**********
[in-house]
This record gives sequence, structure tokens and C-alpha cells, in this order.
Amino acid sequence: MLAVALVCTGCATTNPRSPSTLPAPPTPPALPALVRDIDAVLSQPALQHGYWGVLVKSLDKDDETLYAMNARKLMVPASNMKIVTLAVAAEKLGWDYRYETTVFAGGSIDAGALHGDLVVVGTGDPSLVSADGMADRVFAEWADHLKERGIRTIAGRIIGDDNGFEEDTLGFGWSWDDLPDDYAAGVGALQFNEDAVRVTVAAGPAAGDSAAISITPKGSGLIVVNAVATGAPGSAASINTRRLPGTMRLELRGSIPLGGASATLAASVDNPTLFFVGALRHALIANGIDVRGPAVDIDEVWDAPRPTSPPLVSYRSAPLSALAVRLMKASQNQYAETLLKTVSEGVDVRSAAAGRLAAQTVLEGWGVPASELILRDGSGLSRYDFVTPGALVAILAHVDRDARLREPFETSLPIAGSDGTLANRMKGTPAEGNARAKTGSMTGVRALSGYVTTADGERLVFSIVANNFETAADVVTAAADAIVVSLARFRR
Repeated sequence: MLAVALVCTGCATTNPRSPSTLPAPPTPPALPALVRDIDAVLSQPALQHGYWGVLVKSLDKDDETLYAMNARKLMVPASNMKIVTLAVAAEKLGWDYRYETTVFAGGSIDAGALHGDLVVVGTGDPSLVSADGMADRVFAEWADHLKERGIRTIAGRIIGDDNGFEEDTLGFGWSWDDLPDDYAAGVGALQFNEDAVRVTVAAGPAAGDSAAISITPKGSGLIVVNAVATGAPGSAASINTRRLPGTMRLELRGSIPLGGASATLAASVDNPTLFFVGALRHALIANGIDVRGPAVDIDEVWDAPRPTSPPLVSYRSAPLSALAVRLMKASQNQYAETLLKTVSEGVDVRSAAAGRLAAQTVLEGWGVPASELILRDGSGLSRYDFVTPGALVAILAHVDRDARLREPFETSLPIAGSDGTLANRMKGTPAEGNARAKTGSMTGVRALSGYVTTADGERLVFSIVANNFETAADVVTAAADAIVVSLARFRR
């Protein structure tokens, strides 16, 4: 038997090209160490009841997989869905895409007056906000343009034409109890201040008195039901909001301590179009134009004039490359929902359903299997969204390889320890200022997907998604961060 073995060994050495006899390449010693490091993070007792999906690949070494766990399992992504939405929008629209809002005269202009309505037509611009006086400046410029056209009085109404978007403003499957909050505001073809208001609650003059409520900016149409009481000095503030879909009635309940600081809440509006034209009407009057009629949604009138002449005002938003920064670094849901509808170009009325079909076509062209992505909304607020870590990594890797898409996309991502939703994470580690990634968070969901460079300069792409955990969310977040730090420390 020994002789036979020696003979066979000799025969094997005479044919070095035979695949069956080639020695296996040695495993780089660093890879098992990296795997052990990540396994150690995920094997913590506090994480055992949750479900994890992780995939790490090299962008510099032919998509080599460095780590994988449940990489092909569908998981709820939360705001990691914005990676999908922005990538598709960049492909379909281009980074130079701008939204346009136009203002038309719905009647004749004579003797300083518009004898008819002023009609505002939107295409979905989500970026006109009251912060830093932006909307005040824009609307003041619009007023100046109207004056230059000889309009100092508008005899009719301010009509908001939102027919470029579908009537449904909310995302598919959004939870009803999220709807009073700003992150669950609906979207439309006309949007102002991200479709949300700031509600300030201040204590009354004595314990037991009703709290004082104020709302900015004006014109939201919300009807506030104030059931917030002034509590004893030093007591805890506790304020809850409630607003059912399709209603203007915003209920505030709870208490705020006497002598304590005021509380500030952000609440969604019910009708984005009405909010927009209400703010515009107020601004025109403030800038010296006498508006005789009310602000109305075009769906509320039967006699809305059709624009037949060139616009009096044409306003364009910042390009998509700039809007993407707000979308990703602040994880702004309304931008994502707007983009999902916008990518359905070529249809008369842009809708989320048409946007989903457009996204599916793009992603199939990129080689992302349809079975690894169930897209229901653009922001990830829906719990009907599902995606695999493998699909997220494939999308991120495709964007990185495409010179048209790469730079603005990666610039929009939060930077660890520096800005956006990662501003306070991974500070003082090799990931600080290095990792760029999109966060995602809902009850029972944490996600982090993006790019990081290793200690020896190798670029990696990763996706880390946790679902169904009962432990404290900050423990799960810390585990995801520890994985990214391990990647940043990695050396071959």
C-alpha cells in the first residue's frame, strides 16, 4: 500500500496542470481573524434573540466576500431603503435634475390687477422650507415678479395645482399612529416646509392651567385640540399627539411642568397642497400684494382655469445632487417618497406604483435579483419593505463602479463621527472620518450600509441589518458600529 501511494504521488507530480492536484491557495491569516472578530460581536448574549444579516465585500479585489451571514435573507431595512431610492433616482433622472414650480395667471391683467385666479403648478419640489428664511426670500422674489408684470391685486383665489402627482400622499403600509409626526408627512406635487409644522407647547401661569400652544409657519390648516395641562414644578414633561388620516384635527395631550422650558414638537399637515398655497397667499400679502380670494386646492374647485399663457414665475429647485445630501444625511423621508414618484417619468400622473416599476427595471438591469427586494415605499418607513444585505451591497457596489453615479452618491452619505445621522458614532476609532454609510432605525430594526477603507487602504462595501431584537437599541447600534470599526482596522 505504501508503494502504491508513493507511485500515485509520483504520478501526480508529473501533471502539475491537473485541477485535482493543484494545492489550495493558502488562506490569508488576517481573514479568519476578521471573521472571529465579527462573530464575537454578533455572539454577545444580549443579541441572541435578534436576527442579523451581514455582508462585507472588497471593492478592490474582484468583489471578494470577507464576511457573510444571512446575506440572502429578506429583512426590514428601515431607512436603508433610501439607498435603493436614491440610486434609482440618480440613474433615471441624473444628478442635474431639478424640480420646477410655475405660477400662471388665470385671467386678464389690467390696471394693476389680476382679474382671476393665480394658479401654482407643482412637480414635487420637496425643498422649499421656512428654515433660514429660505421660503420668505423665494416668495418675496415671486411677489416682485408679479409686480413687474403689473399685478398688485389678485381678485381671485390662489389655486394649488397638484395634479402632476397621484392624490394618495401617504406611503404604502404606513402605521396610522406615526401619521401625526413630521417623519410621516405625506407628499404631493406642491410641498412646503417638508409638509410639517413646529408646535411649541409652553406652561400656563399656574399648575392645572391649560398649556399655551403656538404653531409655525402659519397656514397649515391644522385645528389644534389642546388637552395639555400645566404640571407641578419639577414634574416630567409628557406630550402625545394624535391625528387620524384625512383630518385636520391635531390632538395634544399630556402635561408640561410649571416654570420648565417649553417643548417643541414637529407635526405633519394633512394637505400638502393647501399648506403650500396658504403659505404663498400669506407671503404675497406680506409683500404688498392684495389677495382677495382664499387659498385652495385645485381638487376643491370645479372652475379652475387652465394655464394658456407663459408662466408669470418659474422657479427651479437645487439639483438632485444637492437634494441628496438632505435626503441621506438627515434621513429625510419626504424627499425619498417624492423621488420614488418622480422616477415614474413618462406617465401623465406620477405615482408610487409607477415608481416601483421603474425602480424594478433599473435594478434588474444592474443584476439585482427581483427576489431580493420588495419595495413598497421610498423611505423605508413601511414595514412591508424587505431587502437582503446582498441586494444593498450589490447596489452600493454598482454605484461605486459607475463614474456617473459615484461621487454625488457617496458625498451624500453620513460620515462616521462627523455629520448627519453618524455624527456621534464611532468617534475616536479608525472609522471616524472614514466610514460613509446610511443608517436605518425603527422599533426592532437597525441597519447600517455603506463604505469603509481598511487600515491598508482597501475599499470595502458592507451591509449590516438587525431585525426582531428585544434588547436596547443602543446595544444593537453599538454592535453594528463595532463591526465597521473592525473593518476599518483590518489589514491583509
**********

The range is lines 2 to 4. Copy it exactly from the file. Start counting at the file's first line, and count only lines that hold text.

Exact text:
This record gives sequence, structure tokens and C-alpha cells, in this order.
Amino acid sequence: MLAVALVCTGCATTNPRSPSTLPAPPTPPALPALVRDIDAVLSQPALQHGYWGVLVKSLDKDDETLYAMNARKLMVPASNMKIVTLAVAAEKLGWDYRYETTVFAGGSIDAGALHGDLVVVGTGDPSLVSADGMADRVFAEWADHLKERGIRTIAGRIIGDDNGFEEDTLGFGWSWDDLPDDYAAGVGALQFNEDAVRVTVAAGPAAGDSAAISITPKGSGLIVVNAVATGAPGSAASINTRRLPGTMRLELRGSIPLGGASATLAASVDNPTLFFVGALRHALIANGIDVRGPAVDIDEVWDAPRPTSPPLVSYRSAPLSALAVRLMKASQNQYAETLLKTVSEGVDVRSAAAGRLAAQTVLEGWGVPASELILRDGSGLSRYDFVTPGALVAILAHVDRDARLREPFETSLPIAGSDGTLANRMKGTPAEGNARAKTGSMTGVRALSGYVTTADGERLVFSIVANNFETAADVVTAAADAIVVSLARFRR
Repeated sequence: MLAVALVCTGCATTNPRSPSTLPAPPTPPALPALVRDIDAVLSQPALQHGYWGVLVKSLDKDDETLYAMNARKLMVPASNMKIVTLAVAAEKLGWDYRYETTVFAGGSIDAGALHGDLVVVGTGDPSLVSADGMADRVFAEWADHLKERGIRTIAGRIIGDDNGFEEDTLGFGWSWDDLPDDYAAGVGALQFNEDAVRVTVAAGPAAGDSAAISITPKGSGLIVVNAVATGAPGSAASINTRRLPGTMRLELRGSIPLGGASATLAASVDNPTLFFVGALRHALIANGIDVRGPAVDIDEVWDAPRPTSPPLVSYRSAPLSALAVRLMKASQNQYAETLLKTVSEGVDVRSAAAGRLAAQTVLEGWGVPASELILRDGSGLSRYDFVTPGALVAILAHVDRDARLREPFETSLPIAGSDGTLANRMKGTPAEGNARAKTGSMTGVRALSGYVTTADGERLVFSIVANNFETAADVVTAAADAIVVSLARFRR